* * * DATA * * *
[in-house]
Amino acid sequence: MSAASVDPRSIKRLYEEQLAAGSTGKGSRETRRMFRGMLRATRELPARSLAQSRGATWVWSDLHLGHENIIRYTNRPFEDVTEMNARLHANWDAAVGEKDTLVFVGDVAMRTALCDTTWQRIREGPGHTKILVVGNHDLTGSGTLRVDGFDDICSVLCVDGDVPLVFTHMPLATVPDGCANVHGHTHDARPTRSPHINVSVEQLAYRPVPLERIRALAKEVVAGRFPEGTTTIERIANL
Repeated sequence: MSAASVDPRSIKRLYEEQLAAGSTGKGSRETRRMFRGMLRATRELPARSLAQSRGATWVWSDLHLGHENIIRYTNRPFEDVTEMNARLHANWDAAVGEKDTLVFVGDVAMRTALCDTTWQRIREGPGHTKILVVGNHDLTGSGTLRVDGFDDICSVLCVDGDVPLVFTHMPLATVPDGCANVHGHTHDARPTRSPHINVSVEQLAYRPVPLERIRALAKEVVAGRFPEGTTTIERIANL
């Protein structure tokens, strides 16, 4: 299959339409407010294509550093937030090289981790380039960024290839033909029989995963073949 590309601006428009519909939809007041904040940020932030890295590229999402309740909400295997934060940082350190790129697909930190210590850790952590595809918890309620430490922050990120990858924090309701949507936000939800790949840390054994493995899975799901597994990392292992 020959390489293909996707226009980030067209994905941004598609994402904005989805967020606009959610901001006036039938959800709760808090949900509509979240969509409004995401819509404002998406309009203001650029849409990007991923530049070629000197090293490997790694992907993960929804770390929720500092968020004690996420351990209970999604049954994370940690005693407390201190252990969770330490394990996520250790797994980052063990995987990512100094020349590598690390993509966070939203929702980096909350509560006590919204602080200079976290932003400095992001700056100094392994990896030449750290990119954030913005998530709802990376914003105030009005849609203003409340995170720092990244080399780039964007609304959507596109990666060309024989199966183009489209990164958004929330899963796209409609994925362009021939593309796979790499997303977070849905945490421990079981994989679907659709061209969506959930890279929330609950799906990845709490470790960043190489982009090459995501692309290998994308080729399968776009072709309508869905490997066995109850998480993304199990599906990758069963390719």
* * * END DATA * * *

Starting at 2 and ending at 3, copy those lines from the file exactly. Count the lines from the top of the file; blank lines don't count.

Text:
Amino acid sequence: MSAASVDPRSIKRLYEEQLAAGSTGKGSRETRRMFRGMLRATRELPARSLAQSRGATWVWSDLHLGHENIIRYTNRPFEDVTEMNARLHANWDAAVGEKDTLVFVGDVAMRTALCDTTWQRIREGPGHTKILVVGNHDLTGSGTLRVDGFDDICSVLCVDGDVPLVFTHMPLATVPDGCANVHGHTHDARPTRSPHINVSVEQLAYRPVPLERIRALAKEVVAGRFPEGTTTIERIANL
Repeated sequence: MSAASVDPRSIKRLYEEQLAAGSTGKGSRETRRMFRGMLRATRELPARSLAQSRGATWVWSDLHLGHENIIRYTNRPFEDVTEMNARLHANWDAAVGEKDTLVFVGDVAMRTALCDTTWQRIREGPGHTKILVVGNHDLTGSGTLRVDGFDDICSVLCVDGDVPLVFTHMPLATVPDGCANVHGHTHDARPTRSPHINVSVEQLAYRPVPLERIRALAKEVVAGRFPEGTTTIERIANL